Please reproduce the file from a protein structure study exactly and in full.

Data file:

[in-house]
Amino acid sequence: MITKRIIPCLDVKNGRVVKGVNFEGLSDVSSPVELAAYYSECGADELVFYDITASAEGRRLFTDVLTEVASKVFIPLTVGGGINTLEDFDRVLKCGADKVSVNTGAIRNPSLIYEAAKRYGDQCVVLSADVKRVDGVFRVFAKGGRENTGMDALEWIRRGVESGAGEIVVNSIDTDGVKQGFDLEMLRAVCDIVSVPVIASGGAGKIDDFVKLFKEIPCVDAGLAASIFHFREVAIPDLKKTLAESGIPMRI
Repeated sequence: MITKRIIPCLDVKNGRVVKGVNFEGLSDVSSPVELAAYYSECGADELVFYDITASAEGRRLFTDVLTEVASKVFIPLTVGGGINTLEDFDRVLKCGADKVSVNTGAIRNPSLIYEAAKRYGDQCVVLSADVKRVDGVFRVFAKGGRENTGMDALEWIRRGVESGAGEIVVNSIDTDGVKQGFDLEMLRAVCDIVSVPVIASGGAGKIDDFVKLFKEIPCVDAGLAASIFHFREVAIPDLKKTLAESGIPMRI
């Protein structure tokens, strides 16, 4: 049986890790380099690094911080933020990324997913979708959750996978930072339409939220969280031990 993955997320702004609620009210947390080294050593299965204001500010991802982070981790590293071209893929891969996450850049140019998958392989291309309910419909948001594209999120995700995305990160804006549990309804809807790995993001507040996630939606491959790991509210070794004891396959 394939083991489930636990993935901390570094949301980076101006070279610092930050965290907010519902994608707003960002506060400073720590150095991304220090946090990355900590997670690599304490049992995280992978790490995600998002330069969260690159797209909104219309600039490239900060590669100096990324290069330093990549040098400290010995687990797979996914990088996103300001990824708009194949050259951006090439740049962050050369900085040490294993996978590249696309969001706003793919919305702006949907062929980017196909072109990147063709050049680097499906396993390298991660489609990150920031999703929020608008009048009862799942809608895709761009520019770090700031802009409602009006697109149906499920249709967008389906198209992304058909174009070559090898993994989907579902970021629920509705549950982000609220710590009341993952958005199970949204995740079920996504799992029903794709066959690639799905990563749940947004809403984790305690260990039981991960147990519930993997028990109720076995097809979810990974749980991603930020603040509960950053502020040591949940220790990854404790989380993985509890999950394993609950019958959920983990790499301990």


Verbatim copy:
[in-house]
Amino acid sequence: MITKRIIPCLDVKNGRVVKGVNFEGLSDVSSPVELAAYYSECGADELVFYDITASAEGRRLFTDVLTEVASKVFIPLTVGGGINTLEDFDRVLKCGADKVSVNTGAIRNPSLIYEAAKRYGDQCVVLSADVKRVDGVFRVFAKGGRENTGMDALEWIRRGVESGAGEIVVNSIDTDGVKQGFDLEMLRAVCDIVSVPVIASGGAGKIDDFVKLFKEIPCVDAGLAASIFHFREVAIPDLKKTLAESGIPMRI
Repeated sequence: MITKRIIPCLDVKNGRVVKGVNFEGLSDVSSPVELAAYYSECGADELVFYDITASAEGRRLFTDVLTEVASKVFIPLTVGGGINTLEDFDRVLKCGADKVSVNTGAIRNPSLIYEAAKRYGDQCVVLSADVKRVDGVFRVFAKGGRENTGMDALEWIRRGVESGAGEIVVNSIDTDGVKQGFDLEMLRAVCDIVSVPVIASGGAGKIDDFVKLFKEIPCVDAGLAASIFHFREVAIPDLKKTLAESGIPMRI
């Protein structure tokens, strides 16, 4: 049986890790380099690094911080933020990324997913979708959750996978930072339409939220969280031990 993955997320702004609620009210947390080294050593299965204001500010991802982070981790590293071209893929891969996450850049140019998958392989291309309910419909948001594209999120995700995305990160804006549990309804809807790995993001507040996630939606491959790991509210070794004891396959 394939083991489930636990993935901390570094949301980076101006070279610092930050965290907010519902994608707003960002506060400073720590150095991304220090946090990355900590997670690599304490049992995280992978790490995600998002330069969260690159797209909104219309600039490239900060590669100096990324290069330093990549040098400290010995687990797979996914990088996103300001990824708009194949050259951006090439740049962050050369900085040490294993996978590249696309969001706003793919919305702006949907062929980017196909072109990147063709050049680097499906396993390298991660489609990150920031999703929020608008009048009862799942809608895709761009520019770090700031802009409602009006697109149906499920249709967008389906198209992304058909174009070559090898993994989907579902970021629920509705549950982000609220710590009341993952958005199970949204995740079920996504799992029903794709066959690639799905990563749940947004809403984790305690260990039981991960147990519930993997028990109720076995097809979810990974749980991603930020603040509960950053502020040591949940220790990854404790989380993985509890999950394993609950019958959920983990790499301990």